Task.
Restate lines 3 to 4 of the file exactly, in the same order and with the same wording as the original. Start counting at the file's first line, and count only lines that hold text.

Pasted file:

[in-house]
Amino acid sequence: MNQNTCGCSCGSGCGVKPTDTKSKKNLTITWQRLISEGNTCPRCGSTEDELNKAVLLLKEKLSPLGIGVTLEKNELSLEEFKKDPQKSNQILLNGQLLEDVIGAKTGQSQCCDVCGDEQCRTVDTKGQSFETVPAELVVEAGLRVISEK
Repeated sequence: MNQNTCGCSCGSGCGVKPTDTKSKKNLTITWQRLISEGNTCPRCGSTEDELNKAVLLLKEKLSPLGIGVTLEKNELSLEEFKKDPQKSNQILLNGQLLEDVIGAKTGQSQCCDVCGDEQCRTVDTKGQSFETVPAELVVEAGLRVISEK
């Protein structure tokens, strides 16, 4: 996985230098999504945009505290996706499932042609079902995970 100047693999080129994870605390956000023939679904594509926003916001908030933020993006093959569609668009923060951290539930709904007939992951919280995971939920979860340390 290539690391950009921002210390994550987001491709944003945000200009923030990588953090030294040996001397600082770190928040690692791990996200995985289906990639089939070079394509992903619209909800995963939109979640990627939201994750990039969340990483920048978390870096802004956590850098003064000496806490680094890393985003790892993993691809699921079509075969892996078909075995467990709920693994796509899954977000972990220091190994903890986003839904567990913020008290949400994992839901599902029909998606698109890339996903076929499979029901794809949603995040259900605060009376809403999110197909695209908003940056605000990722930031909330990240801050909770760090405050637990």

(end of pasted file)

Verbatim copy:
Repeated sequence: MNQNTCGCSCGSGCGVKPTDTKSKKNLTITWQRLISEGNTCPRCGSTEDELNKAVLLLKEKLSPLGIGVTLEKNELSLEEFKKDPQKSNQILLNGQLLEDVIGAKTGQSQCCDVCGDEQCRTVDTKGQSFETVPAELVVEAGLRVISEK
């Protein structure tokens, strides 16, 4: 996985230098999504945009505290996706499932042609079902995970 100047693999080129994870605390956000023939679904594509926003916001908030933020993006093959569609668009923060951290539930709904007939992951919280995971939920979860340390 290539690391950009921002210390994550987001491709944003945000200009923030990588953090030294040996001397600082770190928040690692791990996200995985289906990639089939070079394509992903619209909800995963939109979640990627939201994750990039969340990483920048978390870096802004956590850098003064000496806490680094890393985003790892993993691809699921079509075969892996078909075995467990709920693994796509899954977000972990220091190994903890986003839904567990913020008290949400994992839901599902029909998606698109890339996903076929499979029901794809949603995040259900605060009376809403999110197909695209908003940056605000990722930031909330990240801050909770760090405050637990």